3/F Shun Tak Centre
200 Connaught Road Central
Sheung Wan Hong Kong

Nearest Station : MTR Sheung Wan Station Exit D

If you are headed for the St Paul's Ruins or casinos then you will need to take a bus (which is right outside the terminal) to Senado Square and walk a short distance. Do note that you will HAVE TO BRING your passport along if you are crossing over to Macau.

10. Shopping Places in Hong Kong

Many people often goes to Hong Kong and shop for ALOT of stuffs but for me, there are only 2 places that I will stay on for a long long time (1) Esprit (2) Uniqlo. Hong Kong has several Esprit Outlet Stores and when they have seasonal sales, each piece of apparel can go as low as SGD 15.00 so that's pretty much of a good deal. Uniqlo also has an extremely wide range of designs to choose from.

11. Food Guide for Hong Kong

Disclaimer: All recommendations below are based on my personal opinions and you may or may not agree with me. But regardless, do not hesistate to leave a comment to share your own opinions !

To me, Hong Kong is all about the food. The delicious food in Hong Kong usually makes up for their rude and unfriendly service crew. The quintessential Hong Kong breakfast has got to be scrambled eggs on toast, with macaroni and a cup of sweet, strong milk tea, or 鸳鸯. There are many different restaurants serving such menu, but I have tried a few to know which the better ones are.

Australia Dairy Co. (Jordan)
G/F, 47-49 Parkes Street, Jordan

Opening Hours: Mon to Wed & Fri to Sun: 07:30-23:00

Amongst the 茶餐厅, Australia Dairy Co. is definitely one of the most famous. It is easy to find, you exit at Jordan MTR and take a short walk to Parkes Street. In fact, it was just one a stone’s throw away from my hotel. One of the main reason why I have been going back to Rainbow Hotel.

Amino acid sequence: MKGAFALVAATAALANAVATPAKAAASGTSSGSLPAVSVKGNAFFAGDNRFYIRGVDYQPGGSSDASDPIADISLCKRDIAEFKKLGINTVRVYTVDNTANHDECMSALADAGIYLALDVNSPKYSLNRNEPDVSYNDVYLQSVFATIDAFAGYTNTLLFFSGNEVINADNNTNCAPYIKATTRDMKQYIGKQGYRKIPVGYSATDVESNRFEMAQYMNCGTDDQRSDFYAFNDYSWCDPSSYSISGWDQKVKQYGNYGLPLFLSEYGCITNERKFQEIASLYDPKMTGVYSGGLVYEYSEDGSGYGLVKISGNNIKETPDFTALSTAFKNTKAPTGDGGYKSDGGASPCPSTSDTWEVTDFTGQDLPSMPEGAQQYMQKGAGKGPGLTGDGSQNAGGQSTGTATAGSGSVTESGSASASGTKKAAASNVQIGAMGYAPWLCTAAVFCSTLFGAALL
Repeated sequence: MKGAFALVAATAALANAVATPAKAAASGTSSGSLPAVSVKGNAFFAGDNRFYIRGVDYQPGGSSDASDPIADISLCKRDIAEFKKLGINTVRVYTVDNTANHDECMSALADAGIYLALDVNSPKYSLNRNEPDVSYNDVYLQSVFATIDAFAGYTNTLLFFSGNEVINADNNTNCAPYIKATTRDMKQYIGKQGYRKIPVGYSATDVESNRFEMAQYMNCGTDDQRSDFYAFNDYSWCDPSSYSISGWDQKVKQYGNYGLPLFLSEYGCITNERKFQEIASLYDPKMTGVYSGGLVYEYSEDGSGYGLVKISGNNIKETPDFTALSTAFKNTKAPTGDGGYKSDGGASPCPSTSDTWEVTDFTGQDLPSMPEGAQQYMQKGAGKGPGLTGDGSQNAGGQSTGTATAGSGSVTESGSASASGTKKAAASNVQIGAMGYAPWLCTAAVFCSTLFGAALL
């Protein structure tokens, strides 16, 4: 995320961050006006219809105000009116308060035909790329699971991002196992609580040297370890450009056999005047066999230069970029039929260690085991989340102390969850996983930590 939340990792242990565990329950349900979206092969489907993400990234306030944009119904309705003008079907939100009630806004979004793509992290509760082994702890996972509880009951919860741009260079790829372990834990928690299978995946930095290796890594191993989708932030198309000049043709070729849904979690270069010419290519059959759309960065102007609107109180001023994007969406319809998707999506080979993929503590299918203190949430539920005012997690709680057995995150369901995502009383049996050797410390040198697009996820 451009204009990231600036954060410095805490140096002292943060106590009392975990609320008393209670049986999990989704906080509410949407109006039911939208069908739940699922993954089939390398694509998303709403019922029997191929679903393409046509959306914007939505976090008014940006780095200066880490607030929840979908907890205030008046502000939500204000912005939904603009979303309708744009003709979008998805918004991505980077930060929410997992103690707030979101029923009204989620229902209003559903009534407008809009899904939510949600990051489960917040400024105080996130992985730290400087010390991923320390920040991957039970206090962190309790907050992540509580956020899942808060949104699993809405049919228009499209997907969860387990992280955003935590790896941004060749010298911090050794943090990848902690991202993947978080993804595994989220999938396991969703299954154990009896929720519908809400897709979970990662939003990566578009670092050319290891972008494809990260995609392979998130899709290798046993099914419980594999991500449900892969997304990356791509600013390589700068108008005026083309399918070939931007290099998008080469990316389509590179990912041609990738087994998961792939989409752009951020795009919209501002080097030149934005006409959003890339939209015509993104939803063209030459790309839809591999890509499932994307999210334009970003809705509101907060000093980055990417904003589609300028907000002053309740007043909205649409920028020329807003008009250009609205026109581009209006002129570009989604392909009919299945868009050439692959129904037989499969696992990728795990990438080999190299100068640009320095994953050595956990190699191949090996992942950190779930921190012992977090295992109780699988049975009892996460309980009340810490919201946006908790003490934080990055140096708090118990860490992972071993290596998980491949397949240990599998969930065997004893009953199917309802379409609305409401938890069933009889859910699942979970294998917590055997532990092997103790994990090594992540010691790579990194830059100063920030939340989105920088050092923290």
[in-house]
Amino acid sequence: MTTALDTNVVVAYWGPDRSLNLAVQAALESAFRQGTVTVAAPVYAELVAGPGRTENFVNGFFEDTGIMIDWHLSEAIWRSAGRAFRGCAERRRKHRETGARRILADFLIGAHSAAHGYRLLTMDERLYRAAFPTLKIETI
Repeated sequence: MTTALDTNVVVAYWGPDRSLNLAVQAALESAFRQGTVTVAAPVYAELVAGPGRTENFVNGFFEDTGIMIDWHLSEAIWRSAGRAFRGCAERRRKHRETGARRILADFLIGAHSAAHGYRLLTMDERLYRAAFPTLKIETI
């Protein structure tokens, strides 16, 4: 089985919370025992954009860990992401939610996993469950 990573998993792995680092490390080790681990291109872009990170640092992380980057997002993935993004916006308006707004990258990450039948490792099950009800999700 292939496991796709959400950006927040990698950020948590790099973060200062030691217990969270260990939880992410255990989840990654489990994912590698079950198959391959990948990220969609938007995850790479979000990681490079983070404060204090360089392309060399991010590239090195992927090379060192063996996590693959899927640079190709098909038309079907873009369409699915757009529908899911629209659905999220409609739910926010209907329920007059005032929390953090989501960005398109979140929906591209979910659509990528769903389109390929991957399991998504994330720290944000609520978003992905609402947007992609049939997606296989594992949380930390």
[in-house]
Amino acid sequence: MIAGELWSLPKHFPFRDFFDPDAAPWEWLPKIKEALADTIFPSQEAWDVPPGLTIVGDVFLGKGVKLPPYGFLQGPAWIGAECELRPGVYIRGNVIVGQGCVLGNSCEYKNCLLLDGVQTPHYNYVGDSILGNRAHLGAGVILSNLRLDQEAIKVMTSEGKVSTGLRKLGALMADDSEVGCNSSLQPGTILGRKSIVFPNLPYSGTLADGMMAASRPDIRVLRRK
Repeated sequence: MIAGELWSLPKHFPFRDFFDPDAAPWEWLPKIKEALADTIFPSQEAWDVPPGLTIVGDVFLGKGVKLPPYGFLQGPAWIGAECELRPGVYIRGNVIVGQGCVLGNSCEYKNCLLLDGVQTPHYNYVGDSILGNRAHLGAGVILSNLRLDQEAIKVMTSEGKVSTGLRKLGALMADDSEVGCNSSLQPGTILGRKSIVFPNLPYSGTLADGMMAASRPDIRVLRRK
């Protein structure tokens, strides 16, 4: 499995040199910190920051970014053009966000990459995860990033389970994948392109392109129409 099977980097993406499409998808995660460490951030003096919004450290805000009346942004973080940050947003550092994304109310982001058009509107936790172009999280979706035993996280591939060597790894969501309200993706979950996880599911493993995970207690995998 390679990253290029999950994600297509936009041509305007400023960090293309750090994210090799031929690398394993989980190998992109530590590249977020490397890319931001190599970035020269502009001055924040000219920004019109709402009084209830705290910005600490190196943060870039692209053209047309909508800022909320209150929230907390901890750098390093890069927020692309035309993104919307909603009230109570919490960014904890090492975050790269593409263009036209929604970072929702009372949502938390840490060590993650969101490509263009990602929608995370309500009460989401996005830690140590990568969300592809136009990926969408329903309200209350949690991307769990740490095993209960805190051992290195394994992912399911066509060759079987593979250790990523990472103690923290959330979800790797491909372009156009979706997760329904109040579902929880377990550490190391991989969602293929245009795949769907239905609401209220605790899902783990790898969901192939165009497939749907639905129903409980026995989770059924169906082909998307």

Australia Dairy Co. is usually very cramped with both tourists and locals (or so I thought). The queue moves fast and I usually get a seat in less than 15 minutes. You just gotta be prepared to share a table with other people if you are travelling in small groups.

The breakfast set comes with a bowl of hearty macaroni, one eggs on toast, and one drink. I recommend two to share one set. The macaroni is meh but the egg on toast is what got me going back all the time. If you are not having the set and wants to order ala carte instead, then just skip the macaroni. Another item you have to order at Australia Dairy Co. is their milk pudding. It is smooth, creamy, and simply just melts in your mouth.

Kau Kee Beef Brisket Noodles 九記牛腩 (Sheung Wan)
G/F, 21 Gough Street, Central

Opening Hours: Mon to Sat 12:30-22:30

Kau Kee Beef Brisket Noodles is very much known as the best beef brisket noodles in Hong Kong. I really LOVE the beef brisket noodles at Kau Kee very much and I think it is definitely worth a visit ! Getting to Kau Kee Beef Brisket Noodles more hassle than the other food places because it is quite a distance away from Sheung Wan MTR and there is an uphill climb but the effort is definitely worth.

Tsui Wah Restaurant 翠華餐廳
77-81 Parkes Street, Jordon, Kowloon
And many other various locations

Opening Hours: 24 hours Daily for certain locations

This chain eatery probably needs no explanation ! Tsui Wah has branches all over Hong Kong so you should have no problem finding it. This well established char chan teng is known to be open 24 hours. The range of dishes served in this char chan teng will amaze, but perhaps the most amazing part is that none of the dishes has ever failed to satisfy. Locals come here, not for the service or decor but for the food. An extensive menu that offers a range of dishes from classic fish ball with horfun, XO fried rice, XO prawn noodles, to Japanese Udon Noodle and curry - retouched to their local's palettes. This is as close as you can come to Chinese comfort food - all at very reasonable prices.

Bai Wei Shi Pei 百味食品
688 Nathan Road, New Town Mall, Mong Kok

Tai Cheong Bakery 泰昌餅家
35 Lyndhurst Terrace, Central, Hong Kong
中環擺花街 35號地下

Hui Lau Shan 许留山
Many branches, basically everywhere

Dim Dim Sum
23 Man Ying Street, Man Wah Building, Jordan
Opening Hours: Daily 10:00-01:00

Street Food : Spicy Fishballs & Siew Mai

Via Tokyo
29A Cameron Road, Tsim Sha Tsui
Opening Hours: Sun to Thu: 12:00-23:00 & Fri to Sat: 12:00-23:30

Urban Bakery Works
Shop 322, 3/F, Landmark Atrium, Hong Kong
Opening Hours: Mon to Fri: 07:30-20:00 Sat, Sun & PH: 08:30-20:00

Personally I think that there are still many hidden gems that I have not visited in Hong Kong. Say Lantau Island, Honolulu Cafe, Capital Cafe, etc etc. But I guess this should suffice for now. Will probably come up with another entry for Bangkok when I return from Bangkok next !